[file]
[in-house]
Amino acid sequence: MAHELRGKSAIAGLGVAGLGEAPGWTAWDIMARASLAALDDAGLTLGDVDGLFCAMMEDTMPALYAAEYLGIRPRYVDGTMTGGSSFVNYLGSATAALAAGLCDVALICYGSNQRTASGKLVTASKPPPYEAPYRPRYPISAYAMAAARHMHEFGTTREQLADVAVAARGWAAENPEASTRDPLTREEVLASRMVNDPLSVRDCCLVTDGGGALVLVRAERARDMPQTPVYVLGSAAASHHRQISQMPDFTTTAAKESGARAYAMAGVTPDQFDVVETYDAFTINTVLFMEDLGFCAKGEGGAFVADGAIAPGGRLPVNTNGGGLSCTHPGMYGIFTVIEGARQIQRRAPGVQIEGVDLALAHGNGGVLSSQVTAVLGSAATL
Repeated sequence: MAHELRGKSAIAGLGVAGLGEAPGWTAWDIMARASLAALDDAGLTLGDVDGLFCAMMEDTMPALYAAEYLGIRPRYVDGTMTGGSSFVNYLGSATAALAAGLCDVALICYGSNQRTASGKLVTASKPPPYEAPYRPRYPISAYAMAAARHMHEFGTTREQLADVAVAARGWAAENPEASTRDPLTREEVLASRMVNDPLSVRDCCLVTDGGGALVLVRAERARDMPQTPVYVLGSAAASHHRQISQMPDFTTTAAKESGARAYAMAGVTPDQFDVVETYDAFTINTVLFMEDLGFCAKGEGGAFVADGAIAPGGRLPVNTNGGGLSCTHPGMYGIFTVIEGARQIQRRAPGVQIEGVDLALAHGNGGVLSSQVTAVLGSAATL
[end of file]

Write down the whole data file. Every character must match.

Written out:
[in-house]
Amino acid sequence: MAHELRGKSAIAGLGVAGLGEAPGWTAWDIMARASLAALDDAGLTLGDVDGLFCAMMEDTMPALYAAEYLGIRPRYVDGTMTGGSSFVNYLGSATAALAAGLCDVALICYGSNQRTASGKLVTASKPPPYEAPYRPRYPISAYAMAAARHMHEFGTTREQLADVAVAARGWAAENPEASTRDPLTREEVLASRMVNDPLSVRDCCLVTDGGGALVLVRAERARDMPQTPVYVLGSAAASHHRQISQMPDFTTTAAKESGARAYAMAGVTPDQFDVVETYDAFTINTVLFMEDLGFCAKGEGGAFVADGAIAPGGRLPVNTNGGGLSCTHPGMYGIFTVIEGARQIQRRAPGVQIEGVDLALAHGNGGVLSSQVTAVLGSAATL
Repeated sequence: MAHELRGKSAIAGLGVAGLGEAPGWTAWDIMARASLAALDDAGLTLGDVDGLFCAMMEDTMPALYAAEYLGIRPRYVDGTMTGGSSFVNYLGSATAALAAGLCDVALICYGSNQRTASGKLVTASKPPPYEAPYRPRYPISAYAMAAARHMHEFGTTREQLADVAVAARGWAAENPEASTRDPLTREEVLASRMVNDPLSVRDCCLVTDGGGALVLVRAERARDMPQTPVYVLGSAAASHHRQISQMPDFTTTAAKESGARAYAMAGVTPDQFDVVETYDAFTINTVLFMEDLGFCAKGEGGAFVADGAIAPGGRLPVNTNGGGLSCTHPGMYGIFTVIEGARQIQRRAPGVQIEGVDLALAHGNGGVLSSQVTAVLGSAATL